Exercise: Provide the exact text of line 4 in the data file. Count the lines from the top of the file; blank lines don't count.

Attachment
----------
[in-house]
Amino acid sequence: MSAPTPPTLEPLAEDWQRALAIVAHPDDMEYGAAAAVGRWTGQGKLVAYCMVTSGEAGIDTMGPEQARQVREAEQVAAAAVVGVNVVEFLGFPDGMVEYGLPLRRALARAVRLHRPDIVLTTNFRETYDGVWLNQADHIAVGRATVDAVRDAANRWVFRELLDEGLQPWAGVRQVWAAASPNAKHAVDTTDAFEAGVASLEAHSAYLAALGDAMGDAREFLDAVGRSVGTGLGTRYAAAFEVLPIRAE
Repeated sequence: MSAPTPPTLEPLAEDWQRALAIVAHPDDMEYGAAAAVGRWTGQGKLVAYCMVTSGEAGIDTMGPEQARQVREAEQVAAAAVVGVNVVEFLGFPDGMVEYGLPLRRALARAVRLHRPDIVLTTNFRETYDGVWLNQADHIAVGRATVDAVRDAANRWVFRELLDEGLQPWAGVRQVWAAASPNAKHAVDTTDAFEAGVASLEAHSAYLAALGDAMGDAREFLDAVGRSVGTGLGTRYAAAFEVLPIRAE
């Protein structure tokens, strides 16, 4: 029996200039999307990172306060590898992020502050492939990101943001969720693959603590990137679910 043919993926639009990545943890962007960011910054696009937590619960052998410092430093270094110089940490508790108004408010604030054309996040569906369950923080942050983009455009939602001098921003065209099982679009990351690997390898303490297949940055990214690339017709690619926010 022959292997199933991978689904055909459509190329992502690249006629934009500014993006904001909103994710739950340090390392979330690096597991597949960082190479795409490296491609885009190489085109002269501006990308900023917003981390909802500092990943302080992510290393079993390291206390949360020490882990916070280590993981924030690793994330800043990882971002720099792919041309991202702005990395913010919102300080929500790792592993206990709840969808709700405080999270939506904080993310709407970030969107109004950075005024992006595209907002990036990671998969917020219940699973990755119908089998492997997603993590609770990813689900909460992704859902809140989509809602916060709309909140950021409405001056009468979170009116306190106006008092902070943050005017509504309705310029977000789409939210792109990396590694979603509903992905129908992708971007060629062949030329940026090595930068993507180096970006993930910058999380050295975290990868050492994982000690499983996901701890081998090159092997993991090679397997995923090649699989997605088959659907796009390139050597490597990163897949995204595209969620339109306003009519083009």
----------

């Protein structure tokens, strides 16, 4: 029996200039999307990172306060590898992020502050492939990101943001969720693959603590990137679910 043919993926639009990545943890962007960011910054696009937590619960052998410092430093270094110089940490508790108004408010604030054309996040569906369950923080942050983009455009939602001098921003065209099982679009990351690997390898303490297949940055990214690339017709690619926010 022959292997199933991978689904055909459509190329992502690249006629934009500014993006904001909103994710739950340090390392979330690096597991597949960082190479795409490296491609885009190489085109002269501006990308900023917003981390909802500092990943302080992510290393079993390291206390949360020490882990916070280590993981924030690793994330800043990882971002720099792919041309991202702005990395913010919102300080929500790792592993206990709840969808709700405080999270939506904080993310709407970030969107109004950075005024992006595209907002990036990671998969917020219940699973990755119908089998492997997603993590609770990813689900909460992704859902809140989509809602916060709309909140950021409405001056009468979170009116306190106006008092902070943050005017509504309705310029977000789409939210792109990396590694979603509903992905129908992708971007060629062949030329940026090595930068993507180096970006993930910058999380050295975290990868050492994982000690499983996901701890081998090159092997993991090679397997995923090649699989997605088959659907796009390139050597490597990163897949995204595209969620339109306003009519083009």